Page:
Tulare is a protandrous variety (the male flower ripens slightly before the female). This new walnut variety is characterized by good flower overlap. Male flowering overlaps in mature trees, covering an average of 80 percent of the total female flowering season. Almost all shoots from terminal buds and about 75 percent of shoots from axillary (lateral) buds produce pistillate flowers (female flowers).


This walnut tree is self-pollinating. However, the proximity of other walnut trees increases the yield. The following varieties can be used as additional pollinators: Franquette, Lara, Fernette and Fernor.


The Tulare walnut is a very high-yielding variety that comes into fruition particularly early. It produces regular high and safe yields (but not as high as Chandler). With the grafted Tulare variety, fruit formation occurs from the 2nd - 3rd year of growth with the first harvest.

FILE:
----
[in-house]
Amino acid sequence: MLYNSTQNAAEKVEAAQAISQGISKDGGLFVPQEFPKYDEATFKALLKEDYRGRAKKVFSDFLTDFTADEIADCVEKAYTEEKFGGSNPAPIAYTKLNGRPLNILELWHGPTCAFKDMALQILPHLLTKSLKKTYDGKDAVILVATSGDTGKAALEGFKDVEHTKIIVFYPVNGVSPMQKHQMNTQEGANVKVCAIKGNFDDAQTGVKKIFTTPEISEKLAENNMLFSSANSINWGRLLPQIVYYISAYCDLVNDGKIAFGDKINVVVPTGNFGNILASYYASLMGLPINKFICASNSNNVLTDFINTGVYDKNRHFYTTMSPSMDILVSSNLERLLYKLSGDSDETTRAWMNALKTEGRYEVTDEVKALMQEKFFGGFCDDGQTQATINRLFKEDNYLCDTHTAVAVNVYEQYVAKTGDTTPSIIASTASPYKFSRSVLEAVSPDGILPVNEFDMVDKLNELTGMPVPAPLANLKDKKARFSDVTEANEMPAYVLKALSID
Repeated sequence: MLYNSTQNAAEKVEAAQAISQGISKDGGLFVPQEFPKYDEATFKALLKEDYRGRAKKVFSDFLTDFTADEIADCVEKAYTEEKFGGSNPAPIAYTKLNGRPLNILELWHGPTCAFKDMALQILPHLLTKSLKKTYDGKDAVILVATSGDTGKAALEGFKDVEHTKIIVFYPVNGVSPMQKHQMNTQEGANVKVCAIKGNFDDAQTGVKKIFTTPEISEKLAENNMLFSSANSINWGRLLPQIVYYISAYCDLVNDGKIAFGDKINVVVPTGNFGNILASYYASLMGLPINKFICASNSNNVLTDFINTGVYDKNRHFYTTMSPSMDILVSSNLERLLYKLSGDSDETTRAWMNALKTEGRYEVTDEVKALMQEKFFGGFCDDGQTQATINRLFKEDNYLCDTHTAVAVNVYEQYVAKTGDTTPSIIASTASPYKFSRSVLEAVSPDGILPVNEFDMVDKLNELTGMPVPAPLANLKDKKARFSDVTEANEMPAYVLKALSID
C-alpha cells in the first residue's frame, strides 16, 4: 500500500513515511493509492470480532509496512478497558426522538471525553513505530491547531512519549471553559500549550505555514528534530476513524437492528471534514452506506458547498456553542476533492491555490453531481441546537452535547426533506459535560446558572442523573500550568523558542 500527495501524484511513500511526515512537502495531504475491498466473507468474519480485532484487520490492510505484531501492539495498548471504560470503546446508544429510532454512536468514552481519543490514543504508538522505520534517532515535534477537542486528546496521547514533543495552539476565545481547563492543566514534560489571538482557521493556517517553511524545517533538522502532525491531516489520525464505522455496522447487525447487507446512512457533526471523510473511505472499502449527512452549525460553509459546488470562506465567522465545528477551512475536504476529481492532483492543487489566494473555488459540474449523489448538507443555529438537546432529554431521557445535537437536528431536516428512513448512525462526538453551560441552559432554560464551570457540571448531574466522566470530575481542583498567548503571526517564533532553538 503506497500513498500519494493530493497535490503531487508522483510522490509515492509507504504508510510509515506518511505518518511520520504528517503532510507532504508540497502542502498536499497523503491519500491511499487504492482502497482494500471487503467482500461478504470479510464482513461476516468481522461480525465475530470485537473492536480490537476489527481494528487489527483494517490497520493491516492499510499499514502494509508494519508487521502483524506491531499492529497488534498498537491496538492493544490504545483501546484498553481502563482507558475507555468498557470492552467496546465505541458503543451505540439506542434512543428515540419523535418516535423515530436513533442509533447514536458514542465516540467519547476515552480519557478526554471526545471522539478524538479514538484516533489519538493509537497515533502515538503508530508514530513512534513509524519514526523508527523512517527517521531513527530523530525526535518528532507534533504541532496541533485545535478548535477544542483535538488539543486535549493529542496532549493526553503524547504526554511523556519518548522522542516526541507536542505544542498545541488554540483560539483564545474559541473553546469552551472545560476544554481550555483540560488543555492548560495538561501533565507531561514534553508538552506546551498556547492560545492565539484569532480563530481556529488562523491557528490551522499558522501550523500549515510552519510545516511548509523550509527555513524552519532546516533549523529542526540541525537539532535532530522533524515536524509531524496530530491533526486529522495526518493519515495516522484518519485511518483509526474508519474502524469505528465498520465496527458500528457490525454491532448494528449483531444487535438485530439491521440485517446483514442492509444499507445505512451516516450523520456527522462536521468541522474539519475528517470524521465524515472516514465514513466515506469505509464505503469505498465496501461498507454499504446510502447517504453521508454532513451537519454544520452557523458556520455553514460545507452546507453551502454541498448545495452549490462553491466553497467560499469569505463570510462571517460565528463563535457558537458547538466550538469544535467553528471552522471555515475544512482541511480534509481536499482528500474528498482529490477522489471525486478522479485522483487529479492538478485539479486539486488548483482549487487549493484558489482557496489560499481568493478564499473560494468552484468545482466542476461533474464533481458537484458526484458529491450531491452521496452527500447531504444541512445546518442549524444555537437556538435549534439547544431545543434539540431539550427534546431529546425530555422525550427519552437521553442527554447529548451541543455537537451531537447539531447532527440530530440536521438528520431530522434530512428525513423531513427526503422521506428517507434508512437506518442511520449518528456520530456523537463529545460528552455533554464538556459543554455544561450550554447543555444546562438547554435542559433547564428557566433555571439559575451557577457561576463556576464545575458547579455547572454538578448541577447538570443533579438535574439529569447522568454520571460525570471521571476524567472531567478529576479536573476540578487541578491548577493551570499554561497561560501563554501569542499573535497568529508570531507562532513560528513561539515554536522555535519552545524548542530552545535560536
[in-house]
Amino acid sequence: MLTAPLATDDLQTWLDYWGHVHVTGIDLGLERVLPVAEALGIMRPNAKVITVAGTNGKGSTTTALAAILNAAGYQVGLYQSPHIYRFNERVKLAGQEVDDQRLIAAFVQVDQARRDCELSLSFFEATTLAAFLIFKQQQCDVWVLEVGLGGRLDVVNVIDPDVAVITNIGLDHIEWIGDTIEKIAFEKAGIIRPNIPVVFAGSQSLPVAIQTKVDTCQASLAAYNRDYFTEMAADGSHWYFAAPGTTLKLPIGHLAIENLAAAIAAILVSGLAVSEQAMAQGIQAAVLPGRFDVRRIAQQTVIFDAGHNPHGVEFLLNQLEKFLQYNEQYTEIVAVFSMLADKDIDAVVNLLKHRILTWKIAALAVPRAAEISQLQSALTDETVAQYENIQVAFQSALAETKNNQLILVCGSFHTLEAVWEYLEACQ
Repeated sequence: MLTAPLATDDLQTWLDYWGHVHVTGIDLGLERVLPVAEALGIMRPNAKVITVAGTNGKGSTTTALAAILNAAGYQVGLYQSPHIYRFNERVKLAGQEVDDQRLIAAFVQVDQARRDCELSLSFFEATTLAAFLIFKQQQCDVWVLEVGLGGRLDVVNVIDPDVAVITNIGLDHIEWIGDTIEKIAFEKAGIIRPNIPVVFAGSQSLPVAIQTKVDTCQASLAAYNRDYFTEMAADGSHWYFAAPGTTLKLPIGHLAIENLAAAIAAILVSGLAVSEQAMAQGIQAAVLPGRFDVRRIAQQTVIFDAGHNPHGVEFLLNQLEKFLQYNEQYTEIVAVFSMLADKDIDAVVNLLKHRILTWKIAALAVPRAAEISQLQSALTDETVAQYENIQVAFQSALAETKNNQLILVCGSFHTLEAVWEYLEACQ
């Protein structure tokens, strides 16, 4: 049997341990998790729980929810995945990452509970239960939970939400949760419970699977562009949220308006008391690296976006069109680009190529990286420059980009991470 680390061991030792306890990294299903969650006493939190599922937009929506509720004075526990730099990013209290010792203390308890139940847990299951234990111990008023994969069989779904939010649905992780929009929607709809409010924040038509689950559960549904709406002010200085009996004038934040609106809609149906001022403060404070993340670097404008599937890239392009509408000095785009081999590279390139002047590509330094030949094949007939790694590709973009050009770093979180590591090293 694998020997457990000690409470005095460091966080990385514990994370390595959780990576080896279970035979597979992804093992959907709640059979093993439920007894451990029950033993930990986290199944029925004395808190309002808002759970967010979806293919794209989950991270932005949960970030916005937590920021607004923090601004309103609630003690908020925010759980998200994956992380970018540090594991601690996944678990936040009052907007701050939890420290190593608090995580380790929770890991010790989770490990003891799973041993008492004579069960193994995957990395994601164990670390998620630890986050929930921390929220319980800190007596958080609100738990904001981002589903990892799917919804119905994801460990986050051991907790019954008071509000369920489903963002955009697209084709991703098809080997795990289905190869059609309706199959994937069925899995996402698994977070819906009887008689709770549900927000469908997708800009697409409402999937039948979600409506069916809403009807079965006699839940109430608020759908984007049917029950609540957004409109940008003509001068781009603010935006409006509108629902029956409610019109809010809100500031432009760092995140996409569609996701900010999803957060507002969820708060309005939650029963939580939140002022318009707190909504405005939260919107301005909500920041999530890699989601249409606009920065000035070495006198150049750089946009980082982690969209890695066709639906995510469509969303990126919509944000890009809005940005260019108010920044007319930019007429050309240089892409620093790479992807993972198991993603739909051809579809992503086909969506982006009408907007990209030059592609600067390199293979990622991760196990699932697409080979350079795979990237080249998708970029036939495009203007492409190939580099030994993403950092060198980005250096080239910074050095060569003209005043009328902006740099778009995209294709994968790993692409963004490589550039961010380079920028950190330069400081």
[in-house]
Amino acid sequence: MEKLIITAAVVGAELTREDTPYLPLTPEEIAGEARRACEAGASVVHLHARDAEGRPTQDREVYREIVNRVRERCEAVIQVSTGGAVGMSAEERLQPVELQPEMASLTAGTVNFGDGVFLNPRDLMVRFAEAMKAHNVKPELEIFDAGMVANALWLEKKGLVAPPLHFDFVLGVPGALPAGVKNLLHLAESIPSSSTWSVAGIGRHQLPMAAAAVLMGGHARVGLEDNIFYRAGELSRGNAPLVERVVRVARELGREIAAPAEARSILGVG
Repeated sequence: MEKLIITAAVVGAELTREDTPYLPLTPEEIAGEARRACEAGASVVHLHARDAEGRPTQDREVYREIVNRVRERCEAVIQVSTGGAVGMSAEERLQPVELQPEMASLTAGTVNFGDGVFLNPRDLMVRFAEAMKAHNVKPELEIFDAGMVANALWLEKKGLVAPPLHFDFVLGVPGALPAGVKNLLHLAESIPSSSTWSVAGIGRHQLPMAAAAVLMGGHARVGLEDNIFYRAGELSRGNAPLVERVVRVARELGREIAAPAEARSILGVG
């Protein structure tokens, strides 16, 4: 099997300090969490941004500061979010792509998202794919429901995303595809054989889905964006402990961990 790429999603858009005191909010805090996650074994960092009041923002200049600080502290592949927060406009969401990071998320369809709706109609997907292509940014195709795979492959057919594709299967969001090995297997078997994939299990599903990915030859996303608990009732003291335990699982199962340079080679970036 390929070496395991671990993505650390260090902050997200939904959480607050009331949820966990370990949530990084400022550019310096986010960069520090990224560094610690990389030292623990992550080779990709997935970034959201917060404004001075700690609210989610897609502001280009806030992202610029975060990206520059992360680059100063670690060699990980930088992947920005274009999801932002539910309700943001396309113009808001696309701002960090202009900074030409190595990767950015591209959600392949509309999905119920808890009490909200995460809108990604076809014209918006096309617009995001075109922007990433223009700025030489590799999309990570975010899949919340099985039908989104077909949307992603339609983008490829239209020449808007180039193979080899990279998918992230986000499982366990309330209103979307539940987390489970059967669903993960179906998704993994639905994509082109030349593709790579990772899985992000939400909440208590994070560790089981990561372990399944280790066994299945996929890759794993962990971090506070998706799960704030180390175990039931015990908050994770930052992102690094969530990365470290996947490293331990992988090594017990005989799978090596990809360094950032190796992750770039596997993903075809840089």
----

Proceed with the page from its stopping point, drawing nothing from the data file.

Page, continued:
Tulare has a high yield security due to the lateral fruit setting. The rate of fruiting on the side branches is 72%. A walnut orchard in full production produces about 4-6 tons of dry nuts per hectare (with about 200 trees per hectare, 7x7 meters spacing).

The Tulare variety achieved record yields of 11.0 t/ha in Chile.

A key feature of Tulare is that it lends itself very well to hedge planting systems, ideally at 5m x 6m. Tulare is also very suitable for home gardens as it is self-pollinating and doesn't grow too tall.

Nut quality